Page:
We're almost 50 years into the biotechnology age and scientists still can't keep a lid on their enthusiasm. Why should they? Why should anyone? The newfound ability to decipher and manipulate genes, spurred by the promise of profits, has already resulted in developments that startle: Bacteria produce human insulin and other hormones; soybeans grow antibodies to the herpes virus; sheep produce milk rich in blood-clotting proteins; crops contain their own pesticides.
There are 79 biotech drugs on the market, and hundreds more in various stages of testing--a fleet of battleships being readied to head off forces already beginning to kill and maim an aging baby boom generation: cancer, heart disease, and brain disorders such as Alzheimer's and Parkinson's. In the blooming field of agricultural biotech, researchers are working on a second wave of genetically engineered crops, enriched with vitamins, proteins and heart-friendly fats. Moreover, it no longer seems farfetched to suggest that we'll soon test routinely for hundreds of genetic defects and then fix the problem with the genetic equivalent of duct tape: gene splicing. Researchers are injecting raw genes into damaged heart muscle to reverse the effects of heart attacks and transplanting rejuvenated brain cells to replace defective circuitry. There is even talk of attacking aging itself, with enzymes to turn back that ever-ticking biological clock.
So why, as we tip over the edge of the next millennium, do some practitioners of the new science apologize--cooling their zeal with a breath of caution? Why do environmentalists talk of Frankencrops and Frankenfoods, and ethicists fret over efforts to smooth away human variability?
Don't talk to Bryon Vouga, 30, about the importance of the biotech revolution. The Anaheim Hills high school teacher found out that his kidneys were failing at age 16, when he flunked a high school sports physical. Soon he was one of 200,000 Americans who keep themselves alive by using dialysis to remove impurities from their blood. Like most dialysis patients, Vouga also was anemic because his kidneys did not produce enough of a hormone called erythropoietin, which stimulates the growth of red blood cells. He was so anemic, he recalls, that he'd drive his truck to Fullerton Community College, then snooze under the camper shell and miss all of his classes.
His life changed in 1989, when Amgen, the Thousand Oaks biotech company, began mass-producing a genetically engineered hormone under the brand name Epogen. Vouga's still on dialysis, after two unsuccessful kidney transplants and while waiting for a third. But he's now also an avid bicyclist. Last month he took off from Huntington Beach, heading for Jacksonville, Fla., on a 2,700-mile journey sponsored by the National Kidney Foundation, with the backing of Amgen. If all goes well, he'll be finishing about now, after stopping three times a week for his regular dialysis.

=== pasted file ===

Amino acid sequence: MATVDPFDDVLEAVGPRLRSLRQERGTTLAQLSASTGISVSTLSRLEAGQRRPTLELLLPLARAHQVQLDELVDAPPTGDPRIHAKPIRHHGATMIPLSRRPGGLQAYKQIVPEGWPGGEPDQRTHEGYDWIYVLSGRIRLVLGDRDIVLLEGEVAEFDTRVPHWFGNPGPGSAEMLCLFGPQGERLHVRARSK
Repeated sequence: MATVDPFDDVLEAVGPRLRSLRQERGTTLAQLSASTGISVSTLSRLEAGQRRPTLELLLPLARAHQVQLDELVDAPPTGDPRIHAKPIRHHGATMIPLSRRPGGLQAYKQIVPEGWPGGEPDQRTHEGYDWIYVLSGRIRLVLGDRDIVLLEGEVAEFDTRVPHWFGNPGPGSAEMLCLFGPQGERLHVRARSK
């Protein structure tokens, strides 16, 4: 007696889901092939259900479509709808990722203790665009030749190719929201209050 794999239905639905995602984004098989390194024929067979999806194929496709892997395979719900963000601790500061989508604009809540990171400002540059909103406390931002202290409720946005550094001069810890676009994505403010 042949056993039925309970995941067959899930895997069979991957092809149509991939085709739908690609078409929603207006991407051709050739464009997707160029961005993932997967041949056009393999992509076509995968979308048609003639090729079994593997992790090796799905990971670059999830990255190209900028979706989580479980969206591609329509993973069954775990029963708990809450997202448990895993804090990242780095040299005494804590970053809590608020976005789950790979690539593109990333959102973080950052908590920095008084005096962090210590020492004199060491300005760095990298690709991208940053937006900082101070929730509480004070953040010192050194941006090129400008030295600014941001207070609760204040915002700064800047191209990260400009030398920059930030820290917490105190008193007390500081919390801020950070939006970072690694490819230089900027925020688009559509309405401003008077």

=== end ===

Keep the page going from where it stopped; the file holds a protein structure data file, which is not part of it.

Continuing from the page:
The age of biotech was not born like the nuclear era, in a flash of light followed by a mushroom cloud over a shaking desert. It began with a pair of junior researchers working in a lab in England in the early 1950s. There, in a brilliant flash of intellectual light, Englishman Francis Crick and American James Watson figured out the structure of DNA, a long, thread-like molecule already shown to be the chemical of heredity, the instruction manual for most living things.
"There's no question that the discovery set the stage for everything that has happened over the next 50 years," says Caltech President David Baltimore, whose own biotech research won a Nobel Prize. "That discovery came out of the blue. It wasn't one of those things where there was lots of incremental progress."
Watson and Crick discovered not just the architecture of a pretty molecule--the spiraling staircase of the renowned double-helix--but that the structure explained how heredity worked on a molecular level, how the DNA copies itself over and over as cells multiply.
It took from 1961 to 1965 to crack the genetic code, recalls Marshall Nirenberg, chief of the laboratory of biochemical genetics at the National Heart, Lung and Blood Institute, and one of dozens of scientists who owe their Nobel prizes to work on genes. He and others figured out that the chemical building blocks in DNA (adenosine, thymine, guanine and cytosine--identified as the letters A, T, G and C) were arranged in three-letter "words" along the length of the molecule, and that each word identified an amino acid to be moved into place to form proteins, like adding so many beads to a string. "It became really obvious to me that you could program cells," said Nirenberg. Place fragments of DNA into them, "and the cells will follow the instructions," he says.